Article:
We describe the opinion-formation process taking place in the talk page by means of the well-known bounded confidence mechanism first introduced by Deffuant et al., where real discussions take place only if the opinions of the people involved are sufficiently close to each other. Conversely, we model article editing by an ‘inverse’ bounded confidence process, where individuals change the current state of the article only if it differs too much from their own opinions. Particularly, we focus our attention on how the coupling between agent-agent and agent-medium interactions determines the nature of the temporal evolution of an article. This we consider as a further step towards the theoretical characterization of conflict in social cooperative systems such as WP .
The text is organized as follows: In Section 2 we introduce and discuss the model in detail. In Section 3 we describe our results separately for the cases of a fixed editor pool and a pool with editor renewal, and finally make a comparison with empirical observations on WP conflicts. In Section 4 we present concluding remarks.
Let us first assume that there is a system of N agents as potential editors for a collective medium. The state of an individual i at time t is defined by its scalar, continuous opinion , while the medium is characterized by a certain value in that same interval. The variable x represents the view and/or inclination of an agent concerning the topic described by the common medium, while A is the particular position actually represented by the medium.
Although it may seem too reductive to describe people’s perceptions by a scalar variable x, many topics can actually be projected to a one-dimensional struggle between two extreme, opposite options. In the Liancourt Rocks territorial dispute between South Korea and Japan , for example, the values represent the extreme position of favoring sovereignty of the islets for a particular country. Other topics are of course multifaceted, generating discussions that depend on the global affinity of individuals and multiple cultural factors . While this complexity could be tackled by the use of vectorial opinions , , our intention here is not to describe extremism as realistically as possible, but to study the rise of collaborative conflict even in the simplest case of binary extremism.
In the case of WP, the scalar variable A represents the opinion expressed by the written contents of an article, which carries the assumption that all agents perceive the medium in the same way. Real scenarios of public opinion might be more complex, given the tendency of individuals to attribute their own views to others and thus perceive false consensus , usually out of a social need to belong . Even so, we consider A to be a sensible description of a WP article, one that could initially be measured by human judgment in the form of expert opinions, or in an automated way by quantifying lexical features and the use of certain language constructs. We note, however, that the actual value of A is not the main concern of our study. Instead, we are interested in how opinion differences in collaborative groups may eventually lead to conflict, specifically when such opinion differences are perceived with respect to a common medium that all individuals modify collectively.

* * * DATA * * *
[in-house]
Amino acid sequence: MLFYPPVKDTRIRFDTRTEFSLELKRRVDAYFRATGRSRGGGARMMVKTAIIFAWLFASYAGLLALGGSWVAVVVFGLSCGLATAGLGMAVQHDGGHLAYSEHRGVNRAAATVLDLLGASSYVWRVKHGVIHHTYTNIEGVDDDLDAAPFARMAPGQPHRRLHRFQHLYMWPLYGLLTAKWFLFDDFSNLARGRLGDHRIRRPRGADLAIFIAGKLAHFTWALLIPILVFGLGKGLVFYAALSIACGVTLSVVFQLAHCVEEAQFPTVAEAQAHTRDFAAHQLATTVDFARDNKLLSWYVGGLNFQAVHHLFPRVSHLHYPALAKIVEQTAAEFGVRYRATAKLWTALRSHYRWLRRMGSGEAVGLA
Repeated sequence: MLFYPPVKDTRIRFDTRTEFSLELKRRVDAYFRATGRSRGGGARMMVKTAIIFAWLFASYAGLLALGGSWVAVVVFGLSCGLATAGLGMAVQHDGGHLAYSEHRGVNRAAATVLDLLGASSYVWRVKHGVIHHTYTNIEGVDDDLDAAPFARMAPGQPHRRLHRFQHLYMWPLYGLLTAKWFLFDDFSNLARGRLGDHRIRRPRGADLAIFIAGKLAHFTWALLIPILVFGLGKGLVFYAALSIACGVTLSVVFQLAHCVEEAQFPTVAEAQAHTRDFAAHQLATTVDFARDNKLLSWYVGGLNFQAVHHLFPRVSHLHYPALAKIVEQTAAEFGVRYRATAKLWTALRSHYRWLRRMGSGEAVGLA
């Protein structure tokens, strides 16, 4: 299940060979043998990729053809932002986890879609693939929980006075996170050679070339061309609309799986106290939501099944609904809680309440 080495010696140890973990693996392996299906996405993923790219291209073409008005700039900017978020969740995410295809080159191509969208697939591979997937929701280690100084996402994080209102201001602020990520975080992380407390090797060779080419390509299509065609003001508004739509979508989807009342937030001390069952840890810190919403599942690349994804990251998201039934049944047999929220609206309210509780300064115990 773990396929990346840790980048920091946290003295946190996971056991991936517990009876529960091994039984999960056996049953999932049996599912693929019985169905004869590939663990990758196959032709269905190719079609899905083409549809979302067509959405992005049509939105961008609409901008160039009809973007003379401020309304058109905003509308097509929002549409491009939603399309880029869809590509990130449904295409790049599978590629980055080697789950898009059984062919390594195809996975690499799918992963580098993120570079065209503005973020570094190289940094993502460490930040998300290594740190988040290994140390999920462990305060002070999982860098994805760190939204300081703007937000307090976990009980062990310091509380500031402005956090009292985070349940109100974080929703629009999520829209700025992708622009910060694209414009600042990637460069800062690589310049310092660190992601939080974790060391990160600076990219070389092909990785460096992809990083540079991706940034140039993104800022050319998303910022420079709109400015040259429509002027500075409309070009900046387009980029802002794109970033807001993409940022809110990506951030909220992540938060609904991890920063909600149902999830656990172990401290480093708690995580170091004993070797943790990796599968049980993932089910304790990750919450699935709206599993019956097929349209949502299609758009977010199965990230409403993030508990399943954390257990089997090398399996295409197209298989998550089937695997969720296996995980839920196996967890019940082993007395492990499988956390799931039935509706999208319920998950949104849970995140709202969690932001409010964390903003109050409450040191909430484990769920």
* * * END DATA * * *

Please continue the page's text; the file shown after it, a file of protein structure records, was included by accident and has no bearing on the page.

2.1 Agent-agent dynamics
The parameter is usually referred to as the confidence or tolerance for pairwise interactions, while is a convergence parameter. AAD is then a symmetric compromise between similarly-minded individuals: people with very different opinions simply do not pay attention to each other, but similar agents debate and converge their views by the relative amount .
The dynamics set by Eq. (1) has received a lot of attention in the past , starting from the mean-field description of two-body inelastic collisions in granular gases , . Its final, steady state is comprised by isolated opinion groups that arise due to the instability of the initial opinion distribution near the boundaries. Furthermore, increases as in a series of bifurcations . In the limit corresponding to a ‘stubborn’ society, the asymptotically final value of also depends on , . The bounded-confidence mechanism has been extended in many ways over the years, considering interactions between more than two agents , vectorial opinions , –, and coupling with a constant external field .
2.2 Agent-medium dynamics
meaning that individuals edit the medium when it differs too much from their opinions, but adopt the medium’s view when they already think similarly. Observe that the maximum meaningful value of is 1/2 (i.e. convergence to the average of opinions), while the maximum implies changing the medium (opinion) so that it completely reflects the agent’s (medium’s) point of view.